2 of the 10 Most Important Things Writers Need to Know

Writing is such a subjective, personal method of expression, which makes teaching writing a very difficult and very humbling act, which was shown very evident through the TEA State results for the 2016-2017 school year.  Only 63% of Texas state students in fourth grade could pass the writing state exam, STAAR, which I am sure, is making writing teachers in Texas feel helpless and even a little afraid.  After teaching fourth grade writing for five years, coaching a few colleagues through the curriculum, and studying writing toward my masters program, I have discovered a book that has truly helped focus my writing instruction and philosophy.

Jeff Anderson’s book 10 Things Every Writer Needs to Know is a gold mine for writing teachers, curriculum writers and instructional coaches. In these next blog posts, I will be taking a part and highlighting ideas from his book while making connections to lesson ideas I have used in my own classroom that have worked to help teach these Important Ideas Writers Need to Know. book

Zoom in tight on what matters.” – Jeff Anderson

I love this idea, and it is in this idea that makes me excited about teaching writing. I’ve used Lucy Calkins’ Watermelon vs. Seed idea which compares a broad topic to a watermelon full of seeds and the specific, focused idea to a small seed. The students understood that analogy, but I think that Jeff Anderson’s Pizza Slice idea will connect to the students that I teach currently as a pizza is more concrete in their lives than a watermelon. By comparing the broader idea to a large pizza and the pizzamore focused idea to a slice of pizza, students will have the opportunity to take a piece of the pie and capture their audience.

‘The more specific you are, the more universal you are.’- Nancy Hale

When teaching ‘details’ to students, I always enjoyed using the ‘popcorn lesson’. https://www.teacherspayteachers.com/Product/5-Senses-Popcorn-Investigation-FREEBIE-1422869

This is a scientific discovery lesson for k-2, but I have always used this to help teach 4th grade students how to write with details. It was always a great HOOK to introduce the idea of writing with clarity to the reader can ‘experience’ the ‘pizza slice’ of what it is you are writing. Jeff Anderson talks about ‘Detail appeals to the senses, making images readers can reach out and touch, see, smell, taste, and feel.’ (Anderson, p. 61). Chapter 4 of his book 10 Things Every Writer Needs to Know is about details telling the story in narrative and expository texts. I knew details made a writing piece come alive for the reader, but the way Anderson talks about ‘Show Rather Than Tell’ made me think of thepcorn ‘Popcorn Lesson’ I have always taught. The lesson started with me bringing in a popcorn popper to allow students to hear it popping, smell it while it is popping, get the opportunity to taste it, feel it, and see it before taking the time to write about the small moment or the small pizza slice. Not only do students get to experience their writing, they also get to eat it- which I have always found gets students to remember the lesson better: a great Shock and Awe Introduction to detail.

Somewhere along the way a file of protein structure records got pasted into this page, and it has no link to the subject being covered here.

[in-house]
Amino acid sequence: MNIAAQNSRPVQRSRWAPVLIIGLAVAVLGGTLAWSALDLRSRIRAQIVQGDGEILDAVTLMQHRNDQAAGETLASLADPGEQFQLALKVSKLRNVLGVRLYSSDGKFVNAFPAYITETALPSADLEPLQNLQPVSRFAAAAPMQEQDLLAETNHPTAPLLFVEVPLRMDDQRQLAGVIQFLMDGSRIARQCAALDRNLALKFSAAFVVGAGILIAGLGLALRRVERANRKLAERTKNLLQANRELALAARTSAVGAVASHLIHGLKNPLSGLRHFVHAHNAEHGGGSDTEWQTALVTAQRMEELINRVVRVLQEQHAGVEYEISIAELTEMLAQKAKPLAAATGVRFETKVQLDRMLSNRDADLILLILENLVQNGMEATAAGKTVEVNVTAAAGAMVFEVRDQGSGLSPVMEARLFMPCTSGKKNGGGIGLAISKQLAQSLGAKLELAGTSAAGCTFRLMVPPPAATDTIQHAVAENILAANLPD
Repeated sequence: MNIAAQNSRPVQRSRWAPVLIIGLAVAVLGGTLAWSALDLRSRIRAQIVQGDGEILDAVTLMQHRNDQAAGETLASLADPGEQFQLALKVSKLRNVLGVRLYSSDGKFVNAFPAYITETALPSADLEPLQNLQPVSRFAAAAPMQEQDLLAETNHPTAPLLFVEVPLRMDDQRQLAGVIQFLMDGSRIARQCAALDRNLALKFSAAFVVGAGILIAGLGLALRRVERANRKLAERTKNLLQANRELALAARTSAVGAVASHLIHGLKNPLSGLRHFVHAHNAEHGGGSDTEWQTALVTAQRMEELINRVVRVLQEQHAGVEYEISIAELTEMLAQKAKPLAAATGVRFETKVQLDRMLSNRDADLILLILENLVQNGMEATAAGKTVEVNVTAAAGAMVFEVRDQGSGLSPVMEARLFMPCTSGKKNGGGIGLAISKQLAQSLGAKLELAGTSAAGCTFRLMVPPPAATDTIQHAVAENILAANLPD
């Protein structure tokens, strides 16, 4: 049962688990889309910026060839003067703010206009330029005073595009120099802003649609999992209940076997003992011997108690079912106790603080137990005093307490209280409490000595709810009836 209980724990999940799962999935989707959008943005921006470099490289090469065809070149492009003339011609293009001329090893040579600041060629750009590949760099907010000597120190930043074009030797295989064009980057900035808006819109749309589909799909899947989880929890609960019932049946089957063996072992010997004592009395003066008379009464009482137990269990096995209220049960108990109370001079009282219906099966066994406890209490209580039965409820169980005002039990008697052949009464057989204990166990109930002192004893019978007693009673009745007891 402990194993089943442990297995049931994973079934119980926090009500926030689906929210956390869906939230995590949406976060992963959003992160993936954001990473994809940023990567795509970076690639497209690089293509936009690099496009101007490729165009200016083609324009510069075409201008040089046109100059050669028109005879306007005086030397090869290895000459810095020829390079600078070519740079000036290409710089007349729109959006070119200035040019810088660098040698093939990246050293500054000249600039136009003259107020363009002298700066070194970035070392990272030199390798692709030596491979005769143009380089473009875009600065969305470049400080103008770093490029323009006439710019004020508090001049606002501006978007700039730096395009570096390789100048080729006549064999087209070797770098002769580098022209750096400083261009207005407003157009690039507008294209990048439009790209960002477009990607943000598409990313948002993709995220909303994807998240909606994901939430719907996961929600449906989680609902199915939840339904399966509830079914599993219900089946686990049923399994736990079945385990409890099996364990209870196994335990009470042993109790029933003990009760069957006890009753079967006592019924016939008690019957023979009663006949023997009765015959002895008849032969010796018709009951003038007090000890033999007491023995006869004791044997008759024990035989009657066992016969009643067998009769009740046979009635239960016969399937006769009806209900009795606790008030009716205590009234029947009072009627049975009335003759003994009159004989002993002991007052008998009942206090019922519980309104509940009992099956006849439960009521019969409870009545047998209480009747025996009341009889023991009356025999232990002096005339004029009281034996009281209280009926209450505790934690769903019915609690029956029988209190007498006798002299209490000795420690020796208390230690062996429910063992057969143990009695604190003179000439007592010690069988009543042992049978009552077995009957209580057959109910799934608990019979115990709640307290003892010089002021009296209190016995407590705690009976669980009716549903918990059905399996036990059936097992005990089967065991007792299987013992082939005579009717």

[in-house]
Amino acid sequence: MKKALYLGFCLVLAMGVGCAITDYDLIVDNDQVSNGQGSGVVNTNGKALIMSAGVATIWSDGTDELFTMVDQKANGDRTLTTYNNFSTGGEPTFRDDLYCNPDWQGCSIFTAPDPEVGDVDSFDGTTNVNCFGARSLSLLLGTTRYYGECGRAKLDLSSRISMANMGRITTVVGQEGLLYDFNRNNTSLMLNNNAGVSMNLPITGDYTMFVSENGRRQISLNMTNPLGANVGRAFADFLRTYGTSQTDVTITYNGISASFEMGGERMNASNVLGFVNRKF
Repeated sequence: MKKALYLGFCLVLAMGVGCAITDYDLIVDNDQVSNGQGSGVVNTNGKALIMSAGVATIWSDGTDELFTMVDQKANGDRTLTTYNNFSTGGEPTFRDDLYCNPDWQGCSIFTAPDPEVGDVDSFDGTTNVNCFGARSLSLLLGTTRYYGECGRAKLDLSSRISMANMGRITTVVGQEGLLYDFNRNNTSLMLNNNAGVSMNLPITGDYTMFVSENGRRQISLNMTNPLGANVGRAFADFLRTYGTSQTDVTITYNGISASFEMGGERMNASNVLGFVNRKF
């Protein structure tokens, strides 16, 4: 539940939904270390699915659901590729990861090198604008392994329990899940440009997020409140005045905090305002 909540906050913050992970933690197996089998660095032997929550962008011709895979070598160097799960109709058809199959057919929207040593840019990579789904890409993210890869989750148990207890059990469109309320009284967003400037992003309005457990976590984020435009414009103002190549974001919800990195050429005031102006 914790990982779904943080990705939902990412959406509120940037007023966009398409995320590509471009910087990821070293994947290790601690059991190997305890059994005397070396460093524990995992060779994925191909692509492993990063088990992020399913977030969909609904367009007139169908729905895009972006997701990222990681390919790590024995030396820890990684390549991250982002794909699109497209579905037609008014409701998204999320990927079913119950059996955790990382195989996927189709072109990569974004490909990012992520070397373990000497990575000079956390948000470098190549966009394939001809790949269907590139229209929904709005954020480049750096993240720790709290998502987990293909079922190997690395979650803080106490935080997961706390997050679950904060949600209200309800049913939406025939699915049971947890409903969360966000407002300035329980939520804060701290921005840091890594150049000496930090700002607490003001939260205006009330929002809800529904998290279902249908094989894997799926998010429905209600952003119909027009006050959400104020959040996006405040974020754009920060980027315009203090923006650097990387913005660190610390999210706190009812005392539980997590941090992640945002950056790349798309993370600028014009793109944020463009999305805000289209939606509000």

Another idea Anderson talks about in Chapter 4 is building character and setting by “refining our ideas about what effective detail is.” (Anderson, p. 64). He brings in mentor texts to help students identify author’s craft (which is such a great way for students to use reading as a writing focus). I love how he brings in many examples of excerpts and high interest pieces of text to drive the discussion. The Discussion, in which, is driven by author’s craft on how the author reaches his/her goal and why the author did that. The discussion then leads to students having the opportunity to write using those same methods. I think the most important part during this method is allowing the discussion to occur. This connects to everything he spoke about in Chapter 1 and 2; using mentor texts and using conversation to collaborate on the best method. (more in Part 2, coming soon).

Finally, in chapter 4, he shows the reader that it is okay to look beyond the mentor text and utilize other formats to drive the discussion and observation; pictures and songs. Writingfix.com has some really great lesson plans based on the lyrics of the song. One of my favorite lessons is using pictures to prompt the writing http://writingfix.com/classroom_tools/picture_prompts.htm

And another lesson is taking the mentor chapter from Roald Dahl’s Twits (an author I twitsalways gravitate toward when trying to model good writing. Roald Dahl has a way with details, figurative language, and humor that always captures my classroom audience.) After reading the chapter about Mr. Twit’s dirty beard, students are asked to sketch a picture of what they saw through the words by the author; moldy green stuff, slime, maggots, and crusty bread are just some of the ideas that make this beard disgustingly beautiful for our 4th grade audience. After each student is finished quietly sketching, they are asked to compare drawings while noticing what is similar in each photo and discussing why each drawing included similar details. http://writingfix.com/Chapter_Book_Prompts/Twits1.htm It is a wonderful lesson to reiterate the importance of detail in writing, collaborating with each other, focusing on author’s craft all while utilizing the published writing of a wonderful mentor author.

Focus and Detail are just 2 of the 10 Things Every Writer Needs to Know if they plan on making a change through their words.


Anderson, J. (2011). 10 things every writer needs to know. Portland, Me: Stenhouse Publishers.


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